De Lisle was reduced to great poverty in later years. It is characteristic of the French nation that, a short time before his death, when poverty and age had crushed out the hopes and ambitions of life and he was no longer capable of receiving great joy from any honor that might come to him, the National Government decorated him with the ribbon of the Legion of Honor. It will no doubt do the same thing for Émile Zola. Not long after this tardy recognition, several pensions were conferred upon him, which he lived to enjoy but for a few months. He died in 1836.

The English translation of the Marseillaise as here given was published in 1795, only three years after the original was written. The translator’s name is unknown, but it is considered the best English version.

The popularity of the song has naturally led to a great many claimants concerning it, especially the music. The author of a book entitled An Englishman in Paris, relates a very interesting story of a certain Alexandre Boucher, an eccentric violinist, who vowed that he (Boucher) wrote the Marseillaise for the colonel of a regiment who was about to leave Marseilles the next day. According to this story, Boucher was seated next Rouget de Lisle at a dinner party in Paris some years after the Marseillaise had become famous throughout the world. They had never met before, and the violinist was very much interested in the gentleman whom, with many others at the table, he complimented on his production; only Boucher confined himself to complimenting him on his poem. “You don’t say a word about the music,” Rouget replied, “and yet, being a celebrated musician, that ought to interest you. Do you not like it?” “Very much indeed,” said Boucher, in a somewhat significant tone. “Well,” continued de Lisle, “let me be frank with you; the music is not mine. It was that of a march which came heaven knows whence, and which they kept on playing at Marseilles during the Terror when I was a prisoner at the fortress of St. Jean. I made a few alterations necessitated by the words, and there it is.” “Thereupon,” says Boucher, “to his great surprise, I hummed the march as I had originally written it. ‘Wonderful!’ he exclaimed; ‘How did you come by it?’ When I told him,” says the violinist, “he threw himself round my neck, but the next moment he said: ‘I am very sorry, my dear Boucher, but I am afraid that you will be despoiled forever, do what you will; for your music and my words go so well together that they seem to have sprung simultaneously from the same brain, and the world, even if I proclaimed my indebtedness to you, would never believe it.’” “Keep the loan,” was Boucher’s magnanimous reply. “Without your genius, my march would be forgotten by now. You have given it a patent of nobility. It is yours forever.”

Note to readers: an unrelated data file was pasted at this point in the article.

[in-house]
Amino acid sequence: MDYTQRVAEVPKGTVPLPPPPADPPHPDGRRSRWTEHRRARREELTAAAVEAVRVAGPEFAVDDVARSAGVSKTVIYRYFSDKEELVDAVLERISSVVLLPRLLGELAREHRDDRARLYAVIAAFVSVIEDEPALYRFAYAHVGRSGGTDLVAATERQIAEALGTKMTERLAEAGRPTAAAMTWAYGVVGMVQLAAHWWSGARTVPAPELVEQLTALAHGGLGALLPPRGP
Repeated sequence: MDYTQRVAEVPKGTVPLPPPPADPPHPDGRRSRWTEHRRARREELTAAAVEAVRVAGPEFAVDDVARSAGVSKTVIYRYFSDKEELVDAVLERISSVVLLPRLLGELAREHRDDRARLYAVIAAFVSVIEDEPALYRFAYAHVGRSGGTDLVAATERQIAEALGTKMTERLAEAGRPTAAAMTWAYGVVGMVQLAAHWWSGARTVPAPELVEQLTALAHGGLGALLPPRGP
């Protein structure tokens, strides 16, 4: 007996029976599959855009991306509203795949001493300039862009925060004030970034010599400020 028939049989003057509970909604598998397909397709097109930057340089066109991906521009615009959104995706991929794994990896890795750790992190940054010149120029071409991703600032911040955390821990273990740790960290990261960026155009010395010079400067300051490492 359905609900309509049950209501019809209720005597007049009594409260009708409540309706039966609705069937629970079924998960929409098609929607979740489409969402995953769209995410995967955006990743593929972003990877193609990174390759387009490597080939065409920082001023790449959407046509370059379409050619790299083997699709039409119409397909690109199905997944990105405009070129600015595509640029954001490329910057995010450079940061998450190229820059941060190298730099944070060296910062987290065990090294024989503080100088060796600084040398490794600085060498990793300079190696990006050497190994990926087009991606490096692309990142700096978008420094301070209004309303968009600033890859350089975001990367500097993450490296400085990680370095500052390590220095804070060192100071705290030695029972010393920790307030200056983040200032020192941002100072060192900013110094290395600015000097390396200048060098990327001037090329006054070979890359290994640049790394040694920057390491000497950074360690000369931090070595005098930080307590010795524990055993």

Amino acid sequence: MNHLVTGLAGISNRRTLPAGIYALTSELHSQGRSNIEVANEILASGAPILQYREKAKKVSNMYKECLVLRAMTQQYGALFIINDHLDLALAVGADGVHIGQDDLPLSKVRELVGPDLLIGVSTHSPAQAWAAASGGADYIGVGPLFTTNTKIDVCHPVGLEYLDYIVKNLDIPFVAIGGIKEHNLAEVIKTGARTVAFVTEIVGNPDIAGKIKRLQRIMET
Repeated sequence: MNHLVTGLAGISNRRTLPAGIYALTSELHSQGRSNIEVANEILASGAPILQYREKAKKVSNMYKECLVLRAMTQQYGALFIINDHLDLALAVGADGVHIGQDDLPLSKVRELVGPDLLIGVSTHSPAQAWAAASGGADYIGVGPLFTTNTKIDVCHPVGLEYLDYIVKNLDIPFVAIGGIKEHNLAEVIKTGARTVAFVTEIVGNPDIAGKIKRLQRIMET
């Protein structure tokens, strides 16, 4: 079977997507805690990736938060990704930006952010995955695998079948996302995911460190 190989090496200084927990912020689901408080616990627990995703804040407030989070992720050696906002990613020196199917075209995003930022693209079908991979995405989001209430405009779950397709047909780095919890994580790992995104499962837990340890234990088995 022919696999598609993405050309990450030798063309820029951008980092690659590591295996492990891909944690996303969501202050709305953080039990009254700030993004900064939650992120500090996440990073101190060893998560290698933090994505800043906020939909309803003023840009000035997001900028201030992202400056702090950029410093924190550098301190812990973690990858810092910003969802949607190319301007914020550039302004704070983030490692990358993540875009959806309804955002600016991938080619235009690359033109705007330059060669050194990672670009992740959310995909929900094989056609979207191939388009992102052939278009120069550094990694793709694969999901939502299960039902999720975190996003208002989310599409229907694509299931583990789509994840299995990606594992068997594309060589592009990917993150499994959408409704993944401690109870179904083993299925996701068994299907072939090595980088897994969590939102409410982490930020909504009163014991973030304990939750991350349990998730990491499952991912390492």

All this is very interesting, but, unfortunately for Boucher’s claim, De Lisle had put the music and the words together before the Reign of Terror began, and the story must fall to the ground.

Under the monarchical governments in France the song has always been held seditious, because of its extraordinary influence upon the French people. The first time since the Revolution that it was not regarded as treasonable by those in authority was at the opening of the World’s Fair in 1878.